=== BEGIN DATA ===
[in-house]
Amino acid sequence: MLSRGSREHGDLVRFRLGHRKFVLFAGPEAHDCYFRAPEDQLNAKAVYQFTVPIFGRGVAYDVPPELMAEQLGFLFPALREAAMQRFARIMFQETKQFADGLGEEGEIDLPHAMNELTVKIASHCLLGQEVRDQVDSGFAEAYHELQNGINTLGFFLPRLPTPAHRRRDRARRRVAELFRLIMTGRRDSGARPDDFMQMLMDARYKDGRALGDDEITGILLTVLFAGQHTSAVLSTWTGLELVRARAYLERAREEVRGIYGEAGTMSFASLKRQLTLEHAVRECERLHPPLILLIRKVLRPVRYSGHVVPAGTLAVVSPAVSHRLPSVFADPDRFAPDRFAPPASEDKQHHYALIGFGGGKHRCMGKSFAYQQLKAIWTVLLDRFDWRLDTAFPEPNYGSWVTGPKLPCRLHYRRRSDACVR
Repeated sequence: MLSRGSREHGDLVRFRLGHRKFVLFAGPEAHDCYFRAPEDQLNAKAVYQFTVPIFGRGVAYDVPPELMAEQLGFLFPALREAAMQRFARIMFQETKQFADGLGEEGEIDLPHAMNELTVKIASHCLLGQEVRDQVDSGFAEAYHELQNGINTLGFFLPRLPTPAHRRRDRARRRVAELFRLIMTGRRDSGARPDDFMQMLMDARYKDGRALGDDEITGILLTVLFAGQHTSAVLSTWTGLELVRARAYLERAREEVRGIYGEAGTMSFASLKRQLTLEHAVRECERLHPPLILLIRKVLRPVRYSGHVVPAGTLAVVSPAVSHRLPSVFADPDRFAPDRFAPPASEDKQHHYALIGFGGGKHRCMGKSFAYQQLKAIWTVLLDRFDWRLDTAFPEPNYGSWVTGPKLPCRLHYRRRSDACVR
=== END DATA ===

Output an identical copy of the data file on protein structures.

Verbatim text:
[in-house]
Amino acid sequence: MLSRGSREHGDLVRFRLGHRKFVLFAGPEAHDCYFRAPEDQLNAKAVYQFTVPIFGRGVAYDVPPELMAEQLGFLFPALREAAMQRFARIMFQETKQFADGLGEEGEIDLPHAMNELTVKIASHCLLGQEVRDQVDSGFAEAYHELQNGINTLGFFLPRLPTPAHRRRDRARRRVAELFRLIMTGRRDSGARPDDFMQMLMDARYKDGRALGDDEITGILLTVLFAGQHTSAVLSTWTGLELVRARAYLERAREEVRGIYGEAGTMSFASLKRQLTLEHAVRECERLHPPLILLIRKVLRPVRYSGHVVPAGTLAVVSPAVSHRLPSVFADPDRFAPDRFAPPASEDKQHHYALIGFGGGKHRCMGKSFAYQQLKAIWTVLLDRFDWRLDTAFPEPNYGSWVTGPKLPCRLHYRRRSDACVR
Repeated sequence: MLSRGSREHGDLVRFRLGHRKFVLFAGPEAHDCYFRAPEDQLNAKAVYQFTVPIFGRGVAYDVPPELMAEQLGFLFPALREAAMQRFARIMFQETKQFADGLGEEGEIDLPHAMNELTVKIASHCLLGQEVRDQVDSGFAEAYHELQNGINTLGFFLPRLPTPAHRRRDRARRRVAELFRLIMTGRRDSGARPDDFMQMLMDARYKDGRALGDDEITGILLTVLFAGQHTSAVLSTWTGLELVRARAYLERAREEVRGIYGEAGTMSFASLKRQLTLEHAVRECERLHPPLILLIRKVLRPVRYSGHVVPAGTLAVVSPAVSHRLPSVFADPDRFAPDRFAPPASEDKQHHYALIGFGGGKHRCMGKSFAYQQLKAIWTVLLDRFDWRLDTAFPEPNYGSWVTGPKLPCRLHYRRRSDACVR